Banks City Councilor Mark Gregg attended his last meeting as city councilor Tuesday, Dec 13. After 14 years of service on the council Gregg decided not to seek re-election.
As city councilor, Gregg also served on the Washington County Consolidated Communications Agency for 10 years representing the city of Banks. WCCCA operates 9-1-1 dispatch services for Banks and all major cities and unincorporated areas within Washington County.
Gregg is originally from Colorado and earned a degree in engineering at the University of Oklahoma before coming to Oregon.
He first moved to Hillsboro, Oregon, in 1997 and eventually took a job doing fire safety engineering with Hillsboro Fire & Rescue in 1999. He moved to Banks with his wife and two children in 2003.
Gregg first became interested in the city council in 2008 after attending a regular meeting. Quickly he became a staple at the meetings, looking to better understand what was going on in the town. His wife was very involved in the school and he saw it as his chance to get involved in the community in his own way.
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“I was looking for a way to get involved in town other than fire board, or fire departments, because I did that for a career,” Gregg said. “It just seemed like a way to get engaged with the community that we moved out to to raise our kids.”
Gregg joined the Banks City Council in 2009. He was originally appointed after applying to fill the position left vacant by a former council member who had moved out of Banks.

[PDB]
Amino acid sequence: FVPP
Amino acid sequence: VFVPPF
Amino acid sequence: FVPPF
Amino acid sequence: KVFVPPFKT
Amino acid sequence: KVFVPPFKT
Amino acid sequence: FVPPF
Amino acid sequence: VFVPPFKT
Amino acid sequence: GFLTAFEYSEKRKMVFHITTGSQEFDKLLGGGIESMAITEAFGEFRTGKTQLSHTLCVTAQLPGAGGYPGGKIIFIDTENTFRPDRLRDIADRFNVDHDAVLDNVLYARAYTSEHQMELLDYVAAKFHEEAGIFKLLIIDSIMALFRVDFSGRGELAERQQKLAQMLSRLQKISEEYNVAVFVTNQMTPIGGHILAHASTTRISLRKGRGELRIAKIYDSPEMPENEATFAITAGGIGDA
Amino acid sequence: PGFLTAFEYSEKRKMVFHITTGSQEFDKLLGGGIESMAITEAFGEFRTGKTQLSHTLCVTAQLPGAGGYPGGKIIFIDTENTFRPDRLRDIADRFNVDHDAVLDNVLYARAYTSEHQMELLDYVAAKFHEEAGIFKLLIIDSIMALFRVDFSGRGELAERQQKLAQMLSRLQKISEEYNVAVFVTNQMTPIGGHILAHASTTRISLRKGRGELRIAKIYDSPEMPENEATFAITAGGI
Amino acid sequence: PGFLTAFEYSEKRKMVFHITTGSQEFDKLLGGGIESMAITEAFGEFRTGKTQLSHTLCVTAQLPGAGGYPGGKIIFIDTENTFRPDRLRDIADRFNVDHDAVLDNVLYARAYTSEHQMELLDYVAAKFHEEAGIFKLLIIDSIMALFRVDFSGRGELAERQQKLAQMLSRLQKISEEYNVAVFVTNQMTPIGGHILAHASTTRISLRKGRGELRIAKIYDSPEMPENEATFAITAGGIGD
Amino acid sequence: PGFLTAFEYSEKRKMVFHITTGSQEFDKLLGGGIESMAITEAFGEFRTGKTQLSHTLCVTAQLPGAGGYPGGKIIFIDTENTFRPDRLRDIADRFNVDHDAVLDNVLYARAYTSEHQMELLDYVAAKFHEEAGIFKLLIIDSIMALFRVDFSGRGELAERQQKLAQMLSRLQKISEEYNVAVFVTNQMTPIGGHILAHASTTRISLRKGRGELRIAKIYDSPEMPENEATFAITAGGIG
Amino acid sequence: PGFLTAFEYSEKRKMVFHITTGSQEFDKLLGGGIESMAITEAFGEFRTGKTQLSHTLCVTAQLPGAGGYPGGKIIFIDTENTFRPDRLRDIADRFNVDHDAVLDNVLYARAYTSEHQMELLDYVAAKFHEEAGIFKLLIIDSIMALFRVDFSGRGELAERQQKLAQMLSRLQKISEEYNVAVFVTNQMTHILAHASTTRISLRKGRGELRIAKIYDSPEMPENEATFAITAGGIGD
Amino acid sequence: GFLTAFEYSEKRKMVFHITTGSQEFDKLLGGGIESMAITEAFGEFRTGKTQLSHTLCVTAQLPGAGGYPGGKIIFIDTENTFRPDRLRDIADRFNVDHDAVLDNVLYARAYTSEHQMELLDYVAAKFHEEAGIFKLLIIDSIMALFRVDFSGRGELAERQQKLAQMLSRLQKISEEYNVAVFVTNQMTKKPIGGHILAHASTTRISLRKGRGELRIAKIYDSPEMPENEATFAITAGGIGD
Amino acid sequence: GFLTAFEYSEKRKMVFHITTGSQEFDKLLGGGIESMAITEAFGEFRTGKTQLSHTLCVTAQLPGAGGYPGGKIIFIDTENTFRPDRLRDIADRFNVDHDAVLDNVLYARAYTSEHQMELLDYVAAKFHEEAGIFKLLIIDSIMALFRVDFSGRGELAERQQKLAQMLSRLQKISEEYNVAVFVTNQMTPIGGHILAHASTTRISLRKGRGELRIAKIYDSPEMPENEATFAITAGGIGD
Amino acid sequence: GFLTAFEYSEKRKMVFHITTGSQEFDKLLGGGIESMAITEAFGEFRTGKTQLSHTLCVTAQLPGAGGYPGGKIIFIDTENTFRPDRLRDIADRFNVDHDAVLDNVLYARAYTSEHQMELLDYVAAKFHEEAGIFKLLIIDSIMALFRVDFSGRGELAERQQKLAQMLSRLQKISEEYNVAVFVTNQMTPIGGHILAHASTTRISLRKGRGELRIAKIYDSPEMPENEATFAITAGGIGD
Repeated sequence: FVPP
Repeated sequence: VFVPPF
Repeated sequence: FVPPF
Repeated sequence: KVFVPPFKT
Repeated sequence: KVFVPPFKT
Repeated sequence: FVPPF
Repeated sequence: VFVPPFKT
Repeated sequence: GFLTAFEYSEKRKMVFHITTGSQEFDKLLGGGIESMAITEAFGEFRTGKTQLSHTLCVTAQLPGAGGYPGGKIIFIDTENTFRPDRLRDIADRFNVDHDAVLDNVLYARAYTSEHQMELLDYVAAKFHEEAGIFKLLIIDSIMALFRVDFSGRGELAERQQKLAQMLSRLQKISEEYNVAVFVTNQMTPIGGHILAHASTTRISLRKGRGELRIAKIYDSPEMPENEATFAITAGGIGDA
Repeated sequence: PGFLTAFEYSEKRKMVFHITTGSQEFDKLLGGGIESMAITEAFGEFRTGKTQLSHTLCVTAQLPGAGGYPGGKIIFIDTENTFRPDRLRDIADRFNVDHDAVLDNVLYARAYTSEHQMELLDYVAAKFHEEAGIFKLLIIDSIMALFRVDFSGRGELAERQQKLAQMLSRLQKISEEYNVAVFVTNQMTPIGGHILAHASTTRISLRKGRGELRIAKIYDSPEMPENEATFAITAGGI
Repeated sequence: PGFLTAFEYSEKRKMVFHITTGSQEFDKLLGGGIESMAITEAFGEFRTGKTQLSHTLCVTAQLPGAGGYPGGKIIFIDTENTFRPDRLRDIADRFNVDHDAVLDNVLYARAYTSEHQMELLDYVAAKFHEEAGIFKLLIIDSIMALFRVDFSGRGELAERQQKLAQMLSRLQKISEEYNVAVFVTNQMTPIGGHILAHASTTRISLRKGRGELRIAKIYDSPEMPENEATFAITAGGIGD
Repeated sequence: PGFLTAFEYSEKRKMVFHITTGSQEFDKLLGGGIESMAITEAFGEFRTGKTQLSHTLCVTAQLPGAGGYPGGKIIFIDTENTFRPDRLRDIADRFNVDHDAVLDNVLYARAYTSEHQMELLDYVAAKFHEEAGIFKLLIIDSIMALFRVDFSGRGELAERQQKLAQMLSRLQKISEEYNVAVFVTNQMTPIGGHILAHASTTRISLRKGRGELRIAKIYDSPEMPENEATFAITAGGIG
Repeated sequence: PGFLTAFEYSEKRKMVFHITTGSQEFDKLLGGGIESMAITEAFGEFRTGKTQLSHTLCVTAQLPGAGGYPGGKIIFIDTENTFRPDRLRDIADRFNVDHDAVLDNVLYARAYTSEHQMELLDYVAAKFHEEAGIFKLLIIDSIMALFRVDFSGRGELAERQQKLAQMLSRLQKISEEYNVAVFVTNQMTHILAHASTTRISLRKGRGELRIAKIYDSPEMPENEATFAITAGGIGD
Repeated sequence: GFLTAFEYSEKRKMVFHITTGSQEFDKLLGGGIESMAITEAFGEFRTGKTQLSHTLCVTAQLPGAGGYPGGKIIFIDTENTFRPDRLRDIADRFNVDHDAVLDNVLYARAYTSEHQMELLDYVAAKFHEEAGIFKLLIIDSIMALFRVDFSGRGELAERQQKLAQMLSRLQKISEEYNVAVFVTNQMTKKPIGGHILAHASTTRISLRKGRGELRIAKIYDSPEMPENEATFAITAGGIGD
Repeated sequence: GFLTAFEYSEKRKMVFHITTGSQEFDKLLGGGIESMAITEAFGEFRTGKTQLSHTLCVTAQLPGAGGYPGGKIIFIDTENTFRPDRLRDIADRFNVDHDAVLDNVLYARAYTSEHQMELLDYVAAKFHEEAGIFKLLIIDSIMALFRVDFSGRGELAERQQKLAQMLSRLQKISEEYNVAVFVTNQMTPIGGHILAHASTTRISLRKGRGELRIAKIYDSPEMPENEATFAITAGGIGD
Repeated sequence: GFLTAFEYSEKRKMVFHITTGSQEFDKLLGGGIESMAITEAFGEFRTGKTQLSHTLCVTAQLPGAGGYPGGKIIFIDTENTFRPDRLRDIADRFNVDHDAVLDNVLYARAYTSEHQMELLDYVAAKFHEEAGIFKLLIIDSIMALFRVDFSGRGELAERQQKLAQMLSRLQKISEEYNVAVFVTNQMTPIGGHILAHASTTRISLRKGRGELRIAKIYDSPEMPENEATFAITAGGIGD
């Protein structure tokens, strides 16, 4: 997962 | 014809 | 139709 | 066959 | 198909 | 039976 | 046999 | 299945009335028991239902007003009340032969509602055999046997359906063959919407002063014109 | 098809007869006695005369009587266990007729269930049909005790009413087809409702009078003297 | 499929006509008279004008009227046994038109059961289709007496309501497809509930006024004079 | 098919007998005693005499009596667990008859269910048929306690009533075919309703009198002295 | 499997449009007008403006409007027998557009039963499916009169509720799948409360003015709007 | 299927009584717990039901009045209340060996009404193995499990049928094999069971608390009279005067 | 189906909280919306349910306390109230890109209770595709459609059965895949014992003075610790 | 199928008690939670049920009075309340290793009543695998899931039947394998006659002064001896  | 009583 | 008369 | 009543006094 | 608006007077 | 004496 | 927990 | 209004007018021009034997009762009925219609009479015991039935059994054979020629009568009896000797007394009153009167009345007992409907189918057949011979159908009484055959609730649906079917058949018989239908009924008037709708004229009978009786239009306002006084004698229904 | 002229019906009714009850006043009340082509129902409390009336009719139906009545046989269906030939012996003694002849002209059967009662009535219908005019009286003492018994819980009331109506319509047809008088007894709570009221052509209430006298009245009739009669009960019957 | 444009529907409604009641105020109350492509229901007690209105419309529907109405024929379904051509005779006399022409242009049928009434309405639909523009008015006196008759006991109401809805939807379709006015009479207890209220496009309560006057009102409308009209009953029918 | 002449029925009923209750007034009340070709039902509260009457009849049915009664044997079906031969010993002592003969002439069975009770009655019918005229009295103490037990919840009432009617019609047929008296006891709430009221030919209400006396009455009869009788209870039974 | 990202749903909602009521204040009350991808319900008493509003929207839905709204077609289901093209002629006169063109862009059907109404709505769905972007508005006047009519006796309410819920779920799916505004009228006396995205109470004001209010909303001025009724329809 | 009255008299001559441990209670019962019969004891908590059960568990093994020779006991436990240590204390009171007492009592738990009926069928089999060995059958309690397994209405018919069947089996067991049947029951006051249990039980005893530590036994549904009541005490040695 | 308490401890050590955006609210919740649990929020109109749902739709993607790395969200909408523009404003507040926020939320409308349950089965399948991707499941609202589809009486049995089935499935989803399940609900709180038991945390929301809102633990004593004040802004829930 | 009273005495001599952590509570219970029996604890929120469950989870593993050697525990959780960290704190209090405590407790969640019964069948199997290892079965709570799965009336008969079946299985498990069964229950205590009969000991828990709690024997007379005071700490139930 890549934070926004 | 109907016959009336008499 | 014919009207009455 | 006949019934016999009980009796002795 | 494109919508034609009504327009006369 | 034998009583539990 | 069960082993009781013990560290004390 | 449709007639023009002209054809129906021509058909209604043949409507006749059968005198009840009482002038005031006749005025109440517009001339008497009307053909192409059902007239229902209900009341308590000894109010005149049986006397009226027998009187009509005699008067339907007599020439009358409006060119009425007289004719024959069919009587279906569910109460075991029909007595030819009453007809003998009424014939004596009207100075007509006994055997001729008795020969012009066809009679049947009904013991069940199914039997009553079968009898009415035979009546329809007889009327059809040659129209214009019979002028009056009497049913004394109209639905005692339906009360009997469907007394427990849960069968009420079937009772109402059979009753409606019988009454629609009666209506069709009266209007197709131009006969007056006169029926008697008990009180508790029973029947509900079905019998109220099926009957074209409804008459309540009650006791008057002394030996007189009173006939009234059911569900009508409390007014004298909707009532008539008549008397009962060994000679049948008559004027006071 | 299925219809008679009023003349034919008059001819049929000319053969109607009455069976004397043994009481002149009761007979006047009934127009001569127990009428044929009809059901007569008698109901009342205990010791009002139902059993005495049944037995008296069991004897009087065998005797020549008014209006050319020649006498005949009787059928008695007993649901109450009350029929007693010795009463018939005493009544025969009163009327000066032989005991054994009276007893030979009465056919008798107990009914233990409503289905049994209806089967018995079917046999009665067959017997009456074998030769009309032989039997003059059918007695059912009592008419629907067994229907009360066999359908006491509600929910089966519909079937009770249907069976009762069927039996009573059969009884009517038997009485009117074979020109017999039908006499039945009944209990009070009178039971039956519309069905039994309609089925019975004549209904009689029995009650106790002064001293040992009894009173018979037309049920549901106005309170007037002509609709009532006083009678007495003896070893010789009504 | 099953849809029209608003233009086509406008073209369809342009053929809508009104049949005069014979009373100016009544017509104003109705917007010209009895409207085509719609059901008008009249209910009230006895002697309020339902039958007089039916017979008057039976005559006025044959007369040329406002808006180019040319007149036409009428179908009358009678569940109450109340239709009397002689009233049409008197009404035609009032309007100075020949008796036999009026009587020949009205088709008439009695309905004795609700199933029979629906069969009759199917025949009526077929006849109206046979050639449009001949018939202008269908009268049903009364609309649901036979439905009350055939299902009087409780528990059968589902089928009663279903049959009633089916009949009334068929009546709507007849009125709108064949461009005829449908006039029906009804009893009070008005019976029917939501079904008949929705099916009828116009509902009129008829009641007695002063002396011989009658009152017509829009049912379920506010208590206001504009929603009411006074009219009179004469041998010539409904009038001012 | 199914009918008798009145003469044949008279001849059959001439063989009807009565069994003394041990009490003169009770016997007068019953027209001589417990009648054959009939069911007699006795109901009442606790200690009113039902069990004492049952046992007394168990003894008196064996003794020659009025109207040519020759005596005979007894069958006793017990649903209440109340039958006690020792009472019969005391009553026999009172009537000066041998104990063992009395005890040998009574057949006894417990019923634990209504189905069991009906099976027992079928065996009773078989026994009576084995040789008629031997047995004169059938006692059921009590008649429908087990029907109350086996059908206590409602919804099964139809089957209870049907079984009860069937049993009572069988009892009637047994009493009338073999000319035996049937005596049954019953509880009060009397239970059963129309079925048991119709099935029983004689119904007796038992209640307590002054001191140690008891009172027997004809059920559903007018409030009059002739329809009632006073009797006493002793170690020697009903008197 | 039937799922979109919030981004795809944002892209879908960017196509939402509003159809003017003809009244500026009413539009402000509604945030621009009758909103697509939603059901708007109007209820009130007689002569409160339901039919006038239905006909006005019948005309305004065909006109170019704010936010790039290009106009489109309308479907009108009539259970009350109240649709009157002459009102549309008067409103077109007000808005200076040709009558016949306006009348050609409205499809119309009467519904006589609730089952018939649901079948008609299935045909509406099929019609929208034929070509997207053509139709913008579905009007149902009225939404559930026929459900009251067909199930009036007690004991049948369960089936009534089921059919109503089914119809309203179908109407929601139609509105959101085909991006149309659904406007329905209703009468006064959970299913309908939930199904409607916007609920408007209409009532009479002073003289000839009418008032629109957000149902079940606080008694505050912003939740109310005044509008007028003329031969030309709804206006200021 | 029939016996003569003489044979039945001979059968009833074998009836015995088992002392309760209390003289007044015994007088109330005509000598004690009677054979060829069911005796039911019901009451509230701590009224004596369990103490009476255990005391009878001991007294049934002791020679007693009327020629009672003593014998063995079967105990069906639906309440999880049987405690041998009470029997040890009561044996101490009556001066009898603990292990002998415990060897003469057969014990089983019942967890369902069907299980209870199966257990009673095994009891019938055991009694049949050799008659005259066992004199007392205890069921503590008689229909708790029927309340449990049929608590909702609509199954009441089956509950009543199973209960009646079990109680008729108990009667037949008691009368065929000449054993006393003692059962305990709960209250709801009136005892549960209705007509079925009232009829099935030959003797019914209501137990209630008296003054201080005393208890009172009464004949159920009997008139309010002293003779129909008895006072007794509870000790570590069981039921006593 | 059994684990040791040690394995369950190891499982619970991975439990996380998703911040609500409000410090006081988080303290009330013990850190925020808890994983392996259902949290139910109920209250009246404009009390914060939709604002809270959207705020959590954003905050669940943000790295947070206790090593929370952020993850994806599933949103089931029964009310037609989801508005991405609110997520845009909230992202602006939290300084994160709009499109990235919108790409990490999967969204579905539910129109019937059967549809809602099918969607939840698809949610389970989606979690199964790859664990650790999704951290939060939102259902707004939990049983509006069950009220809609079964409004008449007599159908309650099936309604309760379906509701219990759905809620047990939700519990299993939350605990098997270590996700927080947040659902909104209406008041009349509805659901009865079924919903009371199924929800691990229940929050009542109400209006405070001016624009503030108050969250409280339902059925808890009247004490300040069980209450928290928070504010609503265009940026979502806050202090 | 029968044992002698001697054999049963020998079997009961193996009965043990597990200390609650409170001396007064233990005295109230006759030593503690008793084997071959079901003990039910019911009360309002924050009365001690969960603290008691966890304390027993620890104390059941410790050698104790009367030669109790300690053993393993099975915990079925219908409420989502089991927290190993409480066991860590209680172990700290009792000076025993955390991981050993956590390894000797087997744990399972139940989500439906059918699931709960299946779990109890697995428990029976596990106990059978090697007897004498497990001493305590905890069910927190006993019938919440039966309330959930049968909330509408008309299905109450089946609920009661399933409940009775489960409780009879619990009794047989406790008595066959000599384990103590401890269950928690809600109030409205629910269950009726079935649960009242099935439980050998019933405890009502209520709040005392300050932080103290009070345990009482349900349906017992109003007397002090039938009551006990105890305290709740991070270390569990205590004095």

According to Gregg he had a lot of learning to do in his first year on the council. When he first joined, council members were working on establishing a new urban growth boundary which was finalized in 2011 to prepare for future development and growth.
Gregg mentions this as one of the major successes during his time on the council.
“I think it was 2011, we finally finished the urban growth boundary plans. That was a lot of work and a lot of community input.”
Now as Gregg departs from the council, plans are being laid for just the type of development that he and the council worked to prepare for.
Despite the successes, balancing growth with the preservation of the small town feel has been one of the more challenging parts of the job, according to Gregg.
As the longest sitting council member Gregg has seen many members come and go during his tenure, but according to Gregg despite the turnover there was always a level of respect and cooperation on the council.
“Over the 14 years, I never felt that we had a group of seven counselors and a mayor that couldn’t work together and solve problems,” Gregg said.
In recent years the city has continued to develop and plan for future expansions like a new town center. All together, Gregg’s fourteen years of service have seen the planning and development of city infrastructure as the city prepares for significant growth.
According to Gregg, it’s time for new community members to step up and fill roles on the council. One of the six council seats has been vacant since June, 2022.
“You can make a difference,” he said. “That’s what I’ve enjoyed over 14 years, we have a chance to help shape the community.”